Overpressure in unconventional reservoirs can determine success or failure in an exploration play. A technique using sonic travel time (DT) logs to identify intervals of undercompaction is a standard of evaluation. It is based on the concept that shale compaction has a predictable relationship with burial depth because porosity declines by an exponential function. Application of this method in Rocky Mountain basins includes the added complexity of post-burial uplift. This paper presents a study of DT logs and pressure in Mesaverde and Mancos/Niobrara deposits of the Piceance Basin that identifies a new paradigm for estimating present-day pressure, one which accounts for both burial and uplift.

A unique step in the methods described here includes scaling the DT data from 1-to-0, ranging from a maximum at the paleosurface to a minimum at well TD. Scaling facilitates application of the exponential fit with depth, which defines the trend of normal compaction and represents a hydrostatic pressure gradient. Anomalously slow intervals indicating undercompaction are apparent where the DT curve deviates from the predicted hydrostatic trend. Paleopressure is estimated based on the magnitude of the anomaly using pressure gradients and paleodepth. The maximum overpressure indicated by undercompaction during burial appears to be around .6 psi/ft.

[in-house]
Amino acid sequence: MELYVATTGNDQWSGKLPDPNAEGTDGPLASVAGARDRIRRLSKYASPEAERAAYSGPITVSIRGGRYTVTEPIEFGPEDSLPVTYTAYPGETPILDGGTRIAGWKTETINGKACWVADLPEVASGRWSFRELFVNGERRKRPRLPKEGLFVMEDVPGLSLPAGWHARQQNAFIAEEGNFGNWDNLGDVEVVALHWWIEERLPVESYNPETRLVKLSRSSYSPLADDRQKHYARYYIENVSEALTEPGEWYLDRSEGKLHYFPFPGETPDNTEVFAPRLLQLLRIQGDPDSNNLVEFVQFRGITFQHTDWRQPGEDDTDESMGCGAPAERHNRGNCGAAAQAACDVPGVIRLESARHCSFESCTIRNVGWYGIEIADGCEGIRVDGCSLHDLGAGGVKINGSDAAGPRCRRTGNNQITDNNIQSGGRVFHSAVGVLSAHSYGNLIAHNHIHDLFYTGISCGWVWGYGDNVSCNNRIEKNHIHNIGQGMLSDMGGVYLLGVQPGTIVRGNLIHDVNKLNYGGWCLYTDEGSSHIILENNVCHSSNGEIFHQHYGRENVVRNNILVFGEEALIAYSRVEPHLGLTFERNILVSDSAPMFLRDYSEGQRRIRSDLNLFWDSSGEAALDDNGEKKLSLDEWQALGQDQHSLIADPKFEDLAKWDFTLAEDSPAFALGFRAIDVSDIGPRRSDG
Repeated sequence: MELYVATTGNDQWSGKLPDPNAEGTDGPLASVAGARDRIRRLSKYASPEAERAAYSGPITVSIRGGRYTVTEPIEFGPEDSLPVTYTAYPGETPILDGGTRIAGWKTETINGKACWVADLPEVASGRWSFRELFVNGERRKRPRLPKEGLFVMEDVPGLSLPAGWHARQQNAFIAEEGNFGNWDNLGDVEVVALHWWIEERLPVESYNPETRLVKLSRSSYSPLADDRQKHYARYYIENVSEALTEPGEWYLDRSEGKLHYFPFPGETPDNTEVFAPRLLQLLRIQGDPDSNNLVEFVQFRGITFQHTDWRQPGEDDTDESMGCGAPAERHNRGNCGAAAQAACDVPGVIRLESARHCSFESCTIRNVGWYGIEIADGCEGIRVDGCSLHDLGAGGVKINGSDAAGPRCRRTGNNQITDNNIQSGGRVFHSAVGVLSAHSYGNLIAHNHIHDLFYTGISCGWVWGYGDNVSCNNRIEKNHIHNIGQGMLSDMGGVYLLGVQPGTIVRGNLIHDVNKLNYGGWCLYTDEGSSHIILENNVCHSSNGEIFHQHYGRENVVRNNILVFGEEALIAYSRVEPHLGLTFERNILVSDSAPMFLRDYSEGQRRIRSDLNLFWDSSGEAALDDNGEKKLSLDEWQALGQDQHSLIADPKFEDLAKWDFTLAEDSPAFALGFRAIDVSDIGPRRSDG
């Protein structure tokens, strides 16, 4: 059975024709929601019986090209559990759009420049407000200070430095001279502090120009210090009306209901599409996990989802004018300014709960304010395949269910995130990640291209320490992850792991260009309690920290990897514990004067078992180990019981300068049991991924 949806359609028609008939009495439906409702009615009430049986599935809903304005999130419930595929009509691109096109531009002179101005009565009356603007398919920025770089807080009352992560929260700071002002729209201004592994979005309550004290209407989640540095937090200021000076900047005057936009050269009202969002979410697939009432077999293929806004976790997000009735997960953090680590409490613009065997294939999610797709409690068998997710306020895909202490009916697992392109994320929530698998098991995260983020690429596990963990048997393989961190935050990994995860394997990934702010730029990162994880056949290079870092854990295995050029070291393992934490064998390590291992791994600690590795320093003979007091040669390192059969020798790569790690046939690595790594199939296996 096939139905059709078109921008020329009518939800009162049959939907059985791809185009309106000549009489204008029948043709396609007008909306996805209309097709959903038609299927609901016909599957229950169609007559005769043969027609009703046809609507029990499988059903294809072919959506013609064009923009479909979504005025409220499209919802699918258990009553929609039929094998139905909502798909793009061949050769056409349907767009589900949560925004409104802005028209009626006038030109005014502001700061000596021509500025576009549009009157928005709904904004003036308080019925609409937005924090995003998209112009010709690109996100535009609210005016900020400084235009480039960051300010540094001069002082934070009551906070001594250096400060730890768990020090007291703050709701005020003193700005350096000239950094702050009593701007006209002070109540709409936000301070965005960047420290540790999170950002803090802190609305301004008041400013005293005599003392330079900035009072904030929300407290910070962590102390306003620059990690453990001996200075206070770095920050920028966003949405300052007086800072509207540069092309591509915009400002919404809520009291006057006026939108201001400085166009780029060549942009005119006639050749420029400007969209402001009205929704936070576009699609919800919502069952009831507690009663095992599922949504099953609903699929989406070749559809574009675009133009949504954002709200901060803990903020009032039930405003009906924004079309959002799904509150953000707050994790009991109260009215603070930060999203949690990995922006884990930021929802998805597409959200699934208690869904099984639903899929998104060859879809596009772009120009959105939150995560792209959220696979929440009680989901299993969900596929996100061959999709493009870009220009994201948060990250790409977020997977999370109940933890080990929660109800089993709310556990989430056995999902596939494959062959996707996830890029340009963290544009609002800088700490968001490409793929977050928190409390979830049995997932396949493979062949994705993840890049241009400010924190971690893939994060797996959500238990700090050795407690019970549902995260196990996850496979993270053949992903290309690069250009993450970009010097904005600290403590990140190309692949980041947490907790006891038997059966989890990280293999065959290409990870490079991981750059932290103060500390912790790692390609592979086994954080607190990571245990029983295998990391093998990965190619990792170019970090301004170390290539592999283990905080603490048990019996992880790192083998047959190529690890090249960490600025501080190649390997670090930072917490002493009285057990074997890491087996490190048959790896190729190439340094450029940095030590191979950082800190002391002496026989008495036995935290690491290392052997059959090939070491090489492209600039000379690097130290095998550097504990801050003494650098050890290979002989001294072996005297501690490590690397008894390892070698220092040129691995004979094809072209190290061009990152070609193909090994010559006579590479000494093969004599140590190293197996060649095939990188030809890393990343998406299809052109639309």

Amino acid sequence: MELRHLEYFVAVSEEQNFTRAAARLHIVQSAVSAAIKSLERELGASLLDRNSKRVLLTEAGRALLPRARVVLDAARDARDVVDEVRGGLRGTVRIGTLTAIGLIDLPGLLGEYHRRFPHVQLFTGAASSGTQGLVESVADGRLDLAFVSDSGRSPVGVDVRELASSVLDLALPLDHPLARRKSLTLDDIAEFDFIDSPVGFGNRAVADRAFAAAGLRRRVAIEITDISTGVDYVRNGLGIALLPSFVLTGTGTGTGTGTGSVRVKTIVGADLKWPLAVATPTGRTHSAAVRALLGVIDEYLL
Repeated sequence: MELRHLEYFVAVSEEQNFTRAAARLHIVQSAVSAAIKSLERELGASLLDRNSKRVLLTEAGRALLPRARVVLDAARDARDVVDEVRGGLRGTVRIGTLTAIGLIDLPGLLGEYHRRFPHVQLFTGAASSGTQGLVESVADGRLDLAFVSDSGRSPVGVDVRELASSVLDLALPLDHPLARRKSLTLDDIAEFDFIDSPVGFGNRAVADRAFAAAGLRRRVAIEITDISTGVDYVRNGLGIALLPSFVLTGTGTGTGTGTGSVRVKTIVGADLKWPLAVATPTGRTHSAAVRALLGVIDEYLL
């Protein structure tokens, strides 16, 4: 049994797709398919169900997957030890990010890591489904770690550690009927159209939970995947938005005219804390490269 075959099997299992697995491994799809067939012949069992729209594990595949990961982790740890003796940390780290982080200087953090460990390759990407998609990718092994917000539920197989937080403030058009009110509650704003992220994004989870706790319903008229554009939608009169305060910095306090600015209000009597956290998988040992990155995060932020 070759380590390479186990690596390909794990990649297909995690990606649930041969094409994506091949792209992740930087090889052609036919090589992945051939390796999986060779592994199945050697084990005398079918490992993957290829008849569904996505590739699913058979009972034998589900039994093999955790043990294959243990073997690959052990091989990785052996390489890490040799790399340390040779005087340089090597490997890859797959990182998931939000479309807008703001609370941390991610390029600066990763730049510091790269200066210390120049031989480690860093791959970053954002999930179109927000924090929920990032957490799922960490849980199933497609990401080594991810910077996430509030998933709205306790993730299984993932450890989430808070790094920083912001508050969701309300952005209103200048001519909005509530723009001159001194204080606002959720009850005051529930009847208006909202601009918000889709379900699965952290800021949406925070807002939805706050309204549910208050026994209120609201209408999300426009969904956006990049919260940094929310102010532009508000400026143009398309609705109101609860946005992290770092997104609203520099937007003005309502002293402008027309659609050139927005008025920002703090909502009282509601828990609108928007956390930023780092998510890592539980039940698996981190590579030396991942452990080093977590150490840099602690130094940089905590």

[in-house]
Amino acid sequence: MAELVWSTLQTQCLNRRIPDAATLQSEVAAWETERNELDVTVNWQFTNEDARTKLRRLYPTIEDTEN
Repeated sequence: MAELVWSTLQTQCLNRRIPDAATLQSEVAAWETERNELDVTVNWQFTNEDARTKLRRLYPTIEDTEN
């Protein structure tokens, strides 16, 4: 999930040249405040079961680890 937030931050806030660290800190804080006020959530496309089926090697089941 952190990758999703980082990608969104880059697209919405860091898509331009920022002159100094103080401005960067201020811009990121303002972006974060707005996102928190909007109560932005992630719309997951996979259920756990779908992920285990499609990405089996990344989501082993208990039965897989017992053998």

The change in pressure due to uplift and erosion is estimated by matching present-day pressure measurements (from DFIT data) to the paleopressure profile. Data show a linear correlation between uplift and pressure drop suggesting that no pressure relief has occurred with ‘5600’ of uplift; thereafter the pressure drop increases at a rate of .43 psi/ft. In the basin center where epeirogenic uplift is the major tectonic effect, essentially no post-depositional pressure adjustment occurs. However, pressure is reduced dramatically toward the basin margins where orogenic uplift increases cooling and dilation from unroofing. Some highly overpressured intervals not predicted by this method have been encountered in the Niobrara, probably due to additional pressure generated by volume changes associated with the cracking of liquid HC to gas.

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